What’s your UTR Rating?
Learn about the Universal Tennis Rating that will be used to power all forms of Competitive Play Events from 1 January 2022
The Competitive Play Review findings showed that there was ranking and rating clutter with the purpose and audience of each not well defined.
So, we have designed a new primary rating system that promotes the desired competition behaviours, experiences and objectives per player segment identified during the discovery phase.
From 1 January 2022, the Universal Tennis Rating (UTR) Rating will be used across all forms of Competitive Play Events to determine entry and seeding/grading. UTR Rating Bands will also be used to define Event draws.
The UTR Rating will be incrementally introduced into League Competitive Play opportunities throughout 2022 as the National Player Rating System is phased out.
A UTR Rating is a number that provides a real and accurate measurement of skill level. A player’s UTR Rating is a number between 1.00 and 16.50.
One match result is all it takes to receive a projected UTR Rating. After approximately five matches, the rating becomes fully reliable. As matches are played and entered into the system, a player’s UTR Rating will increase or decrease over time to reflect their current skill level.
For each match, the algorithm calculates a match rating and a match weight for each player. A player’s UTR Rating is the weighted average of up to 30 of their most recent match ratings. Only matches within the last 12 months count toward a player’s UTR Rating.
Calculating Match Rating
Two factors are considered when calculating the match rating. The first factor is the UTR Rating difference between opponents. The second factor is the competitiveness of the match, as determined by the percent of total games won.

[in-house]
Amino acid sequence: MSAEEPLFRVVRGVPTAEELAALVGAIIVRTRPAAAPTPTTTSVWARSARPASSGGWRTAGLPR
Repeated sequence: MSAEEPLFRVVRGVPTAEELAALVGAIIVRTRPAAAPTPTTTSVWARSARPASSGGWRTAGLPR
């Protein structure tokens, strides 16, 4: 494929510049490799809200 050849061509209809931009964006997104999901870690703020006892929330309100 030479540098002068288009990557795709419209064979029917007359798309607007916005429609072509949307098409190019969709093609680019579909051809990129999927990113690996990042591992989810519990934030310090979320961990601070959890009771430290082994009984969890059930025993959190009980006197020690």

Given the UTR Rating difference, the algorithm expects a certain percentage of total games won. The player who performs better than the algorithm’s expectation will see their match rating go up while the other player’s match rating will go down. When one player’s match rating increases, the other player’s match rating decreases by the same amount.
Calculating Match Weight
The following factors are used in the match weight calculation:
Format – As the match format increases in length, more weight is given. A match with a three-set format receives more weight than a match with an eight-game pro set format.
Competitiveness – As the UTR Rating difference between players increases, less weight is given. For example, imagine a player with a UTR Rating of 6.00. A match played against an opponent with UTR Rating of 5.00 or 7.00 receives more weight than a match played against an opponent with a UTR of 4.00 or 8.00.
Reliability – As the reliability of the opponent’s UTR Rating increases, more weight is given. A match played against an opponent who competes often and thus has a reliable UTR Rating receives more weight.